Relationships between physicians and their industry partners have ranged from spectacular collaborations that produce extraordinary advances in patient care, such as endovascular aneurysm repair, to humiliating scandals such as extravagant trips and bogus "consulting" agreements resulting in legal actions. It is the latter which have led many to call for the end of all physician-industry relationships, and the former which mandate their preservation. While these two examples are representative of extremes at each end of the spectrum of this issue, in reality the majority of physician-industry relationships are far more complex, and the line between appropriate and inappropriate, and ethical and unethical, is hard to draw. The benefits of our relationships with industry are many: partnering to develop new therapies and technologies, educating and training physicians around new therapies and technologies, support of continuing medical education (CME), fellowship training, and patient education. The pitfall and danger of this relationship is that support from industry, be it a meal, a pen, an educational grant, or flattery, may unduly and inappropriately influence physician decision making around a specific company's product. While it is clear that free trips are not within the realm of proper interaction, what about unrestricted educational grants to institutions, or support of CME activities, professional society meetings, and new device training? As a result of the intense scrutiny of relationships between physicians and industry recently, multiple diverse entities (Association of American Medical Colleges, American Medical Association, Accreditation Council for Continuing Medical Education, professional medical associations, academic medical centers, industry, and government) have generated guidelines and policies with very different perspectives, reflective of their different missions. These policies range from vague and lenient, with only basic limitation of the physician-industry relationship, to extremely rigid and strict, with only minimal interaction and mission support permitted. Given the many changes in oversight and expectations for the relationship between physicians and industry, it is important for vascular surgeons to be aware of the background behind these modifications, the evidence that they are needed, and the positions of the diverse organizations and institutions that have already defined their policies on this issue.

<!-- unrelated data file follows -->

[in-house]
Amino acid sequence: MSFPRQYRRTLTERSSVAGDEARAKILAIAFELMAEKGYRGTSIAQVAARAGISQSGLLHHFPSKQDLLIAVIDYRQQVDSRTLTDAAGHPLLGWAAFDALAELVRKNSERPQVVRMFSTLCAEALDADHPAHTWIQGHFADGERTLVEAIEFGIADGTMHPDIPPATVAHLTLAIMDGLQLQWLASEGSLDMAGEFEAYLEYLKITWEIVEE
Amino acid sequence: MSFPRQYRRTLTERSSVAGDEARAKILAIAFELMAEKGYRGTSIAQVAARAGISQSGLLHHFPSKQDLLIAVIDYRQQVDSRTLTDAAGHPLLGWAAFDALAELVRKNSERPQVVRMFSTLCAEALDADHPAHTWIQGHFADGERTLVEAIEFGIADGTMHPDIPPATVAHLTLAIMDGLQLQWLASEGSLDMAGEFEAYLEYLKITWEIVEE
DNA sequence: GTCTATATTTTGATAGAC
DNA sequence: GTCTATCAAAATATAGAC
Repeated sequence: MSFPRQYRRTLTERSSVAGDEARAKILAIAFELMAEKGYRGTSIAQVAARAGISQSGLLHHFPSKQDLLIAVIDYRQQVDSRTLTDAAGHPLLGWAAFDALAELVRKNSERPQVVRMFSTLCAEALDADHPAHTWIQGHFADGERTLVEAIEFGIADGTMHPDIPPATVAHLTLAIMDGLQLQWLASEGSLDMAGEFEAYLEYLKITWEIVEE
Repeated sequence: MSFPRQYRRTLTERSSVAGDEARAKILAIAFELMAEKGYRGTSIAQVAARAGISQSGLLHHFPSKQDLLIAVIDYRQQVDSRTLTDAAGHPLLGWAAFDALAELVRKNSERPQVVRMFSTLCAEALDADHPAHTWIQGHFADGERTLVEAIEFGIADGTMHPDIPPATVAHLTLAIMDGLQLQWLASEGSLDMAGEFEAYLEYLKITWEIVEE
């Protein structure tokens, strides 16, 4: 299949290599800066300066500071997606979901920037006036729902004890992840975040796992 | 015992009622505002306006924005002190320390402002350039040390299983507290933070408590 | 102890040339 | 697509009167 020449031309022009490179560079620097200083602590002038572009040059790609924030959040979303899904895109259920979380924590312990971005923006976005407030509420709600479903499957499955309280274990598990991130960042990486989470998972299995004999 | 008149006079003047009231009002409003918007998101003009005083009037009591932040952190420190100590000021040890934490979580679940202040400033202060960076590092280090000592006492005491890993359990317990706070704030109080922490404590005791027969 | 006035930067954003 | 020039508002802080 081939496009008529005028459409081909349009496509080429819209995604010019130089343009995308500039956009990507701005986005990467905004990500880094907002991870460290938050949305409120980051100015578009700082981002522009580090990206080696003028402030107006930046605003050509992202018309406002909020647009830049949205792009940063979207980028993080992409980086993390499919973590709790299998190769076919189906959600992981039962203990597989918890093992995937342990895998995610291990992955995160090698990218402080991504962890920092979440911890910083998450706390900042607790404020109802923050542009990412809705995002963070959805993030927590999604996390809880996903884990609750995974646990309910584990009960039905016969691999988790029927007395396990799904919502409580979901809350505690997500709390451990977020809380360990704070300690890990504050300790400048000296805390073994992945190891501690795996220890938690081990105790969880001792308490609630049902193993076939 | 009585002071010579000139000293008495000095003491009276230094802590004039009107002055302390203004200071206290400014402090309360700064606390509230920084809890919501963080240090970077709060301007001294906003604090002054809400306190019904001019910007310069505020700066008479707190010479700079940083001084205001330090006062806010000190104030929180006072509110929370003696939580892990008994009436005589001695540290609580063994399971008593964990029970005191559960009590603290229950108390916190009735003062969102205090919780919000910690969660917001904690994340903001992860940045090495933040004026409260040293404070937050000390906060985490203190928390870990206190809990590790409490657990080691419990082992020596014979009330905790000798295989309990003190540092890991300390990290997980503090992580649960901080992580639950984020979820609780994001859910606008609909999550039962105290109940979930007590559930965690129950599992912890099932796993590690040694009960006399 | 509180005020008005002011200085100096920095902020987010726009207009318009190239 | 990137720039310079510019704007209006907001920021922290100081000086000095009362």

ASJC Scopus subject areas
- Cardiology and Cardiovascular Medicine